- by Victoria Janssen
I think for most of us, it’s a mixture of many factors. I’m coming at this from the perspective of someone who does not depend upon novel sales for her livelihood, so I can only speak from that point of view.
Writers are steeped in their genre, and to some extent genre equals what sells to readers of that genre and vice-versa, so in some respects you’re always writing to market. And round and round and round she goes…. Plus, if you read in that genre, likely you’re attracted to it anyway, on some deep level. That’s love and money, all bound up together.
Agents/editors/crit partners might suggest you try one thing or another because “it’ll sell.” I haven’t had that happen to me yet, but if I got such a suggestion, I would consider it seriously, to see if I could make that idea my own.
I think it never hurts to consider outside advice, whether I take the advice or not. Sometimes others can see my writing more clearly than I can. I might be especially good at a particular type of story and have no idea that those stories are any better than anything else I’ve written. I might be good at something that’s more salable than what I’m currently writing. Again, it’s a tangled process of decision-making.
Here’s an example of how I think this process works for me. I’d like to do a Victorian historical romance one day, and one reason is because mass market historical romance sells more than erotica and I’d like to make more money for a book. Market-wise, there seem to be a few more Victorian-set romances at the moment, so presumably they’re selling.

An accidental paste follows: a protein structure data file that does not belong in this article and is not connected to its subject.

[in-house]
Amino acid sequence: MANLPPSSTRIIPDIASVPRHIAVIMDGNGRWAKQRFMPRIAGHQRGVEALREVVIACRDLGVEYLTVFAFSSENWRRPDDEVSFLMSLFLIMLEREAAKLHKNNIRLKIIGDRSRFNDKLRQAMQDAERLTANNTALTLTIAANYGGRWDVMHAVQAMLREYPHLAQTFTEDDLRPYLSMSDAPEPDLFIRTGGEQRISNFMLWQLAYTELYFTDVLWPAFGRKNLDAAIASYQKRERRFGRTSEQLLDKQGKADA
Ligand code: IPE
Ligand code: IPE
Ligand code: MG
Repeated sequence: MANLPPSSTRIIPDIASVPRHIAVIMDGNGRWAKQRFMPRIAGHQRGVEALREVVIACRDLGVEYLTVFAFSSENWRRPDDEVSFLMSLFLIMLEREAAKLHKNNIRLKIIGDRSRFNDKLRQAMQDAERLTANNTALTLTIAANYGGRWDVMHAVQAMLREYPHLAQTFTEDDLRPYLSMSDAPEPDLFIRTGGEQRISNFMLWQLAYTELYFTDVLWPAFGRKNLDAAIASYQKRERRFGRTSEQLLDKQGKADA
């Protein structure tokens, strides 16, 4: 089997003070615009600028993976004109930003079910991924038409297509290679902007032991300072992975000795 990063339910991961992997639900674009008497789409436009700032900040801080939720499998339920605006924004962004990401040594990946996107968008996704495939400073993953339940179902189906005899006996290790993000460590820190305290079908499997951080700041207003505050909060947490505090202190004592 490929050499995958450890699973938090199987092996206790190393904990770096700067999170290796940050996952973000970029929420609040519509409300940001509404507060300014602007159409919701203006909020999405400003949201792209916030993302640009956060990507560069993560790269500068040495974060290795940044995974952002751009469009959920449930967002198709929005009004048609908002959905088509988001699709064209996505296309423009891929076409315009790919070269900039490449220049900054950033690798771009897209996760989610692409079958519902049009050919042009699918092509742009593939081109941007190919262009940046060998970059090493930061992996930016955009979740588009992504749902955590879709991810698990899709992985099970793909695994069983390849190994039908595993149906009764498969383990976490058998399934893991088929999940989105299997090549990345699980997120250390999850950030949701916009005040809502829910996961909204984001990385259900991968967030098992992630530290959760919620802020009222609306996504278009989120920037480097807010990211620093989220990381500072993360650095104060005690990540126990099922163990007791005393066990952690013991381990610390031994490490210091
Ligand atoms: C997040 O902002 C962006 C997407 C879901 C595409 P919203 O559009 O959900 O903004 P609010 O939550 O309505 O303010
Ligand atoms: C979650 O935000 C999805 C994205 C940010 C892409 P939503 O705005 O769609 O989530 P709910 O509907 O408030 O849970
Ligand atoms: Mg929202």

My other reasons for that goal, though, are myriad: I love historical romance – it’s the sub-genre I read most of these days – and I am always wishing for more Victorian-set books, and I love research. The Victorian period is a nice segue backwards from the Edwardian/WWI I’ve already used, so I’d be following my own interests. I already have some books, which I’ve been sporadically reading.
The thing is, if I wasn’t intellectually and emotionally interested already, I don’t think it would have occurred to me to try and write a Victorian historical romance in order to make more money. You’re not guaranteed a sale, especially in a genre in which you’ve not previously sold. It’s not worth it (to me) to put all that time and mental effort into a project unless I’m going to enjoy the heck out of it.
So far, this project consists of a few notes on hero and heroine, a few research books I’ve purchased but not yet read, and a substantial research wishlist (ahem, yes, I know my weaknesses!). The project is a carrot to me, a prize for when I’ve done the work for which I’m already contracted. That looms larger for me than any monetary motivation.
Since my primary source of income is not my novels, I feel like I have a little bit more freedom to indulge.